Article: A start-up’s guide to HR

Life @ Work

A start-up’s guide to HR

While many start-ups have embraced the importance of a good team, most of them do not put HR on their list of priorities while starting out.
A start-up’s guide to HR

The humble presentation of 127 slides shared by Netflix on their HR strategy surprisingly became one of the most important documents in recent times. The refreshing approach to talent management involving some innovative practices was appreciated globally. The success of the Netflix brand is a testament to the appropriateness and feasibility of its HR strategy. While many start-ups have embraced the importance of a good team, most of them do not put HR on their list of priorities while starting out. So, what are some of the ‘HR Hacks’ for start-ups?

Start with hiring the right people

Start-ups have limited resources and most employees end up performing multiple roles that go beyond the conventional job descriptions. A good rule for hiring is to select the people who fit the job requirements and fit well with the founder’s vision. It is prudent to make detailed lists of different jobs to be performed, required qualifications and skill sets, the extent of previous exposure to such jobs, expected working hours, minimum cost the company can bear for every employee, expected career path for the employees and the values that the founder is looking for. These values set the tone for workplace norms and subsequently, the organizational culture. Even if employees hired initially may quit for greener pastures, they would be an essential part of the organizational fabric. So, it is up to you as the founder to define how you want your future employer brand to look like by selecting its first proponents appropriately. If you want to be known as innovative, quirky, out-of-the-box thinkers, rule breakers or you want to be the results-oriented, focused workplace, will all depend on who you choose to be the custodians of your culture.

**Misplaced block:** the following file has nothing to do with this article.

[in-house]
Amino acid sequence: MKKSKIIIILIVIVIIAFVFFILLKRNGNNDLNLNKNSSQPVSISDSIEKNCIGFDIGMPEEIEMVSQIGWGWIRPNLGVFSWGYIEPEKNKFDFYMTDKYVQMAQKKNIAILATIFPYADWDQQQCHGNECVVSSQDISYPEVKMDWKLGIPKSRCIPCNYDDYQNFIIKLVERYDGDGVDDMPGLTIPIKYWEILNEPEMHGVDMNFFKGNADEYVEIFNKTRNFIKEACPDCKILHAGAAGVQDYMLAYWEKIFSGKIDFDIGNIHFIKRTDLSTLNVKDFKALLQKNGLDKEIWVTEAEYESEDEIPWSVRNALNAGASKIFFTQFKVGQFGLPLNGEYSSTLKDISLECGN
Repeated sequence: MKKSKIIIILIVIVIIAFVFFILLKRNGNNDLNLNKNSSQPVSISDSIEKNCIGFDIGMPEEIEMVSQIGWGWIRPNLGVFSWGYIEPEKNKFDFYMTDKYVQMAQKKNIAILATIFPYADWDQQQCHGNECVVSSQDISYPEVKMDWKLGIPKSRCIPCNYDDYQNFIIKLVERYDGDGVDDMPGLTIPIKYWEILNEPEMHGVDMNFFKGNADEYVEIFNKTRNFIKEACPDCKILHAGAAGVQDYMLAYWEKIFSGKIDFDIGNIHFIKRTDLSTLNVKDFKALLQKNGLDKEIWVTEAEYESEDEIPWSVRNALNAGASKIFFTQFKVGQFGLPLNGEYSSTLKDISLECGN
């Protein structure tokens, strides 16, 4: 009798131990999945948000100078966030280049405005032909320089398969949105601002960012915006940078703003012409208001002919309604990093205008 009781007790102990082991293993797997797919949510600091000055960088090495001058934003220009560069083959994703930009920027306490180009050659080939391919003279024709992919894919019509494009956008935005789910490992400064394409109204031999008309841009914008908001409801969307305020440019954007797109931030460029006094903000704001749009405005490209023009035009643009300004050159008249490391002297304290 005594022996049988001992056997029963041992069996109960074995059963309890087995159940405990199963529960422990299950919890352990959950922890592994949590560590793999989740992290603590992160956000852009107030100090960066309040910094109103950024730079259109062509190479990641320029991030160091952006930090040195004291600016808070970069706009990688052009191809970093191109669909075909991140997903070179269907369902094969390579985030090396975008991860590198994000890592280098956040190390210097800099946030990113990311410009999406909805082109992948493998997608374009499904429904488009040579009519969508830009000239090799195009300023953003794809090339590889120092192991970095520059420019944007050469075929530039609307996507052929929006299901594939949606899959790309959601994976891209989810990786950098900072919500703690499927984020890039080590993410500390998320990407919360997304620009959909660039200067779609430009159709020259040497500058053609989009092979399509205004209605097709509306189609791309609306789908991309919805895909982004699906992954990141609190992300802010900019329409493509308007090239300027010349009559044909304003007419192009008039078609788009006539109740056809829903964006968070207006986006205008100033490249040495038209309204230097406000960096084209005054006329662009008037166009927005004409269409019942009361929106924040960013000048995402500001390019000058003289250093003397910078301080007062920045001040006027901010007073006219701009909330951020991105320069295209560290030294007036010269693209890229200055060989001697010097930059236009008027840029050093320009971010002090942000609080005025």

Communicate with your employees

You may be a 5-member team or a 50-member setup, as a founder, it is imperative to have a sit-down with each member initially to understand their needs. Ask questions such as ‘do you know what is our goal for the next quarter?’, ‘how can we reach that goal faster?’. ‘what are the top 3 things that you need to perform better?’, and ‘what are the top 3 issues you are facing while doing your job?’. The employees in a start-up have also taken career risks to be a part of a budding organization and face-time with the owner helps in boosting their morale, providing a sense of being invested in the organization’s growth, work on operational holdups before they become too big to handle, fuel team spirit and coordination, help the founder to be connected to the roots, and foster agility in business operation. As a start-up scales up, these meetings can be cascaded to team leaders and managers.  

Measure performance

Organizations with few employees may tend to bond too closely that may result in clouding the founder’s judgment on optimal performance.  It is, therefore, crucial to set objective measures of performance for every job that would help in gauging the bottlenecks before you bleed too much.  A few talented performers can contribute more than a large number of average performers. Performance measures coupled with career development plans incentivize the employees towards self-development, thereby aiding organizational growth.  Periodic performance reviews need to revolve around the quality of the contribution.  

Comply with the legislative requirements

Ignorance of the law cannot be a viable defence. Look for consultants or partners that can help you comply with labor legislations such as workplace conditions, harassment laws and grievance redressal, to name a few.  Employees feel more productive and engaged in safe and healthy work environments. The presence of a sound policy of grievance resolution will deter perpetrators and encourage victims to speak freely.  

The next step would be to hire an able and efficient HR person to handle the administrative responsibilities as well as provide strategic inputs for better organizational performance through its employees.  It would, however, be a supporting role since the onus of people management lies with the leader of the organization.  The scaling up of the organization would call for more nuanced needs for technological support, lucrative compensation and reward systems, investment in training and development, and other requirements for optimizing the HR function to make it a true business partner.

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Topics: Life @ Work

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